Phoenix Shoulder and Knee | Understanding Clavicle Fractures

Understanding Clavicle Fractures

by / Monday, 30 December 2019 / Published in Blog

The clavicle, also known as the collarbone, is an important protective structure in the body. Because of its proximity to the surface of the body, with very little padding, the clavicle is prone to fracture during falls. Clavicle fractures are relatively common amongst broken bones. The clavicle helps maintain arm position, anchors various muscles in the chest, neck, shoulder, and back, and protects various nerves and blood vessels in the upper body. Fortunately, regenerative medicine has shown promise in helping heal those who have suffered a clavicle fracture.

Those who have suffered a clavicle fracture know it is fairly obvious once it happens. The most common symptoms of a fractured collar bone include pain around the location of the fracture, in addition to swelling, bruising, or potential deformity of the structure. One these symptoms occur, patients should go have their clavicle evaluated by a physician. Doctors are able to diagnose a fractured clavicle by physical examination, patient history, and x-ray images.

Because the clavicle is such a long bone, fractures can occur in many different areas within the clavicle. It can break into multiple pieces, or may just break in one place. This often depends on what kind of impact caused the break in the first place. Typically, clavicle fractures result from direct impact to the shoulder, either through a fall, accident, or some kind of a blow. Regardless of what caused the clavicle fracture, it is a very painful condition to deal with and requires medical attention immediately.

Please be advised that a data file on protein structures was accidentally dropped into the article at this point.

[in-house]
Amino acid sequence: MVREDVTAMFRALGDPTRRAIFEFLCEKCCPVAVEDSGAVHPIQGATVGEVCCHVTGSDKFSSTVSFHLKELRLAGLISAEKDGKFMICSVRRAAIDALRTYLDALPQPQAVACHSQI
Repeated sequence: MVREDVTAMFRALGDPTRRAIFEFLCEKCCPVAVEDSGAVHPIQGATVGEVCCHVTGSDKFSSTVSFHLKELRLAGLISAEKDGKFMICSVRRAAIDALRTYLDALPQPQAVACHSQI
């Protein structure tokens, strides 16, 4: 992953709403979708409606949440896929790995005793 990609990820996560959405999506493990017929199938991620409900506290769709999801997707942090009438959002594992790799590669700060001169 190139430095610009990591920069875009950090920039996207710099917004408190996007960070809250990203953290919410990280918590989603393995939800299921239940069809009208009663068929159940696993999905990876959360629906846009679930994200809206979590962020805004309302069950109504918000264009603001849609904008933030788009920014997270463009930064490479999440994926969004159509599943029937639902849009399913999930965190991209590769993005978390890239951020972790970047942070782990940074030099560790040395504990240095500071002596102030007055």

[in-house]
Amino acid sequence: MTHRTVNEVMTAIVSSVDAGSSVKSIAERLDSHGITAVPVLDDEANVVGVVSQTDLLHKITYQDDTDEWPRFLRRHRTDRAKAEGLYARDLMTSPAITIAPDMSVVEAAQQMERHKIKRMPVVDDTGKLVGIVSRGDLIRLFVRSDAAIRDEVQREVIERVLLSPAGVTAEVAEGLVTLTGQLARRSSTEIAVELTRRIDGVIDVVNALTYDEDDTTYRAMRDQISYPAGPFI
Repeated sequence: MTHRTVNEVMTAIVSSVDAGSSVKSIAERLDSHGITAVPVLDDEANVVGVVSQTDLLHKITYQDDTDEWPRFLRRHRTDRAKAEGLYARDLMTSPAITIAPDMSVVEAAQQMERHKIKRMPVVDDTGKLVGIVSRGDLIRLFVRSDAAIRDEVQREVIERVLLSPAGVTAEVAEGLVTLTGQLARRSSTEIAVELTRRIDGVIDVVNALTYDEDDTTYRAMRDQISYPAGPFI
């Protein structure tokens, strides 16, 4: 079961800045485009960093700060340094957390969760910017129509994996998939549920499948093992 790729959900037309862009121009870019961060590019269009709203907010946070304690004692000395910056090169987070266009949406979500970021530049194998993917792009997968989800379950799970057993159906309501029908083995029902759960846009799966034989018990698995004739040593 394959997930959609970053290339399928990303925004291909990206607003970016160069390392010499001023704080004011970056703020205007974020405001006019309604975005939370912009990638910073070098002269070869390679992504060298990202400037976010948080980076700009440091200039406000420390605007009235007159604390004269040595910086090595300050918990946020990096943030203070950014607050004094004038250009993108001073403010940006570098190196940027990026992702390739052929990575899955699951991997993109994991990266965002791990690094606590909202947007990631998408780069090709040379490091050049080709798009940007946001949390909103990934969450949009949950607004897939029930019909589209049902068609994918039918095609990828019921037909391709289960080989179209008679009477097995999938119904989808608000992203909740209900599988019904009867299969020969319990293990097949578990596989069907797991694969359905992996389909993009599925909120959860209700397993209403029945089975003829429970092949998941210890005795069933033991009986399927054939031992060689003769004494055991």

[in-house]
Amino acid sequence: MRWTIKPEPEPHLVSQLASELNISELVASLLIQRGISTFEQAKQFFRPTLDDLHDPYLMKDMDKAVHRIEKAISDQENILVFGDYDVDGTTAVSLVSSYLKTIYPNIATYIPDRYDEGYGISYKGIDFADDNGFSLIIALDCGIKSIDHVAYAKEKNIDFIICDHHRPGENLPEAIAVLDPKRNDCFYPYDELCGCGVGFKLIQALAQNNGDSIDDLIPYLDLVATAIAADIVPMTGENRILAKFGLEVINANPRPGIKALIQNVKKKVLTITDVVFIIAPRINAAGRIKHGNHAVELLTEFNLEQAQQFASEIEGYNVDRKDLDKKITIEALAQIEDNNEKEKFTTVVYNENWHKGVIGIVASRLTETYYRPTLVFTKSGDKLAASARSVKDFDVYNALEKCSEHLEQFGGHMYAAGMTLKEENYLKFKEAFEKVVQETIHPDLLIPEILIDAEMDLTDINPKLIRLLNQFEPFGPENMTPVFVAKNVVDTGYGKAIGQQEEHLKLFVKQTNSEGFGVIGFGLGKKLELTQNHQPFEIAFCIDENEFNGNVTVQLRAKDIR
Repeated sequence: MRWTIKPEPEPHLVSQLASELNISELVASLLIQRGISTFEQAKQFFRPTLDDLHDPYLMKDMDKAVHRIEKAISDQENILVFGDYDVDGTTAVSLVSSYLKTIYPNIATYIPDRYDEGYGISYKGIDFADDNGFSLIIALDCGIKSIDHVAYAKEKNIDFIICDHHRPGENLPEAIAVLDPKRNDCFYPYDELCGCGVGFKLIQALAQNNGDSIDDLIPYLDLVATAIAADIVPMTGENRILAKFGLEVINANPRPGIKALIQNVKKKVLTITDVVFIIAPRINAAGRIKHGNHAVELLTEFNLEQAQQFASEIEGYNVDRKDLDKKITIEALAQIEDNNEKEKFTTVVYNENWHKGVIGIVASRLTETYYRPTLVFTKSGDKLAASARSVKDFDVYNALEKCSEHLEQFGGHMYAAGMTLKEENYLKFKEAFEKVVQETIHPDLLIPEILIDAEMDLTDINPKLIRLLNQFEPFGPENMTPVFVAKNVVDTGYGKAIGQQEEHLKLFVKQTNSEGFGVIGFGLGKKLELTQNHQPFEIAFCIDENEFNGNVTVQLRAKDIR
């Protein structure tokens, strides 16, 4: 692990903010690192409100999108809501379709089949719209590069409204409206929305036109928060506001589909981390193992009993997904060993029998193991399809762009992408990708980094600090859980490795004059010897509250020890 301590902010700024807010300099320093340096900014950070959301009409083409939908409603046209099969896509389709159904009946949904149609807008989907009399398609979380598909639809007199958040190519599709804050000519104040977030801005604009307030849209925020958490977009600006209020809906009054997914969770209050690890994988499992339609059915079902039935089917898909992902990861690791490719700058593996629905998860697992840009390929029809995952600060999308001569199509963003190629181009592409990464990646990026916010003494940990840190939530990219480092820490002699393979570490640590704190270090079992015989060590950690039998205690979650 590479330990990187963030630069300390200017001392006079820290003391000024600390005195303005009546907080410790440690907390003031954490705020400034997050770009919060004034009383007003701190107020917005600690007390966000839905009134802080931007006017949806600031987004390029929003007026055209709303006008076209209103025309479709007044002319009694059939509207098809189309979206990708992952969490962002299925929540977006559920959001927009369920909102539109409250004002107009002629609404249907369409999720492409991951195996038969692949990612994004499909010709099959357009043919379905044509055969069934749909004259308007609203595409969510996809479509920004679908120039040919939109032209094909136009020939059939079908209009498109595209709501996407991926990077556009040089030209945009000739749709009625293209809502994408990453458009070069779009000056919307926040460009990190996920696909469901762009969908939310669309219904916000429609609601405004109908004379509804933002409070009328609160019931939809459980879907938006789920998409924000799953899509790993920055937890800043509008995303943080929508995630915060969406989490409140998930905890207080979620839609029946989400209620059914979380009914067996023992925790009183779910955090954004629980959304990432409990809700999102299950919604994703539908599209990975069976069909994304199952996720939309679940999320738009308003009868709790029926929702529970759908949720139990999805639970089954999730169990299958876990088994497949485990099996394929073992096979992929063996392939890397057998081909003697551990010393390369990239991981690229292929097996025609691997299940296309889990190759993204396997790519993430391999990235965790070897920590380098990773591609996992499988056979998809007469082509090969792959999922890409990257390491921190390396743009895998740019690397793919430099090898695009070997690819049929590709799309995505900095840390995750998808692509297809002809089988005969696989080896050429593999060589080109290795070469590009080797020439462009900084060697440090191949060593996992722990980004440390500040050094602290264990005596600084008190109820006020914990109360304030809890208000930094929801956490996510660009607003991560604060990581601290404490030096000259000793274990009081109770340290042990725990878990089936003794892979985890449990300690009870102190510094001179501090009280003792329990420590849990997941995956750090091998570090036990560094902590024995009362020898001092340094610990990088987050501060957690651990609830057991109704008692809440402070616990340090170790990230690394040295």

In most cases, fractured collar bones can heal without surgery. A sling or brace, pain medication, and physical therapy are the more common treatments for a fractured clavicle. A sling is necessary to keep your clavicle immobilized so that it can heal. Pain medication helps make the healing process more tolerable. And, physical therapy is necessary to maintain full range of motion after the incident. In some instances, when pieces of the bone have moved out of place, surgery may be necessary. There are various types of surgery to help weld the broken pieces of bone together and ensure they do not move out of place during the healing process.

As more research has been done on stem cells and regenerative medicine, more applications of the techniques have been found. One of these techniques is healing broken bones. In some cases, patients may be a candidate to use regenerative medicine to help the healing process of a fractured clavicle. Stem cells help the body to harness its own healing ability and speed up the healing process. This is revolutionary because it may prevent surgery in patients who may have had no other choice.

Clavicle fractures are painful but are relatively common due to the placement of the clavicle in the body. While most fractures are able to heal on their own, some require more intensive care. Previously, surgery was the only step if more conservative healing measures failed. However, regenerative therapies have shown a significant amount of promise in acting as a mildly invasive treatment option for those who are not having success with more conservative clavicle fracture treatments.

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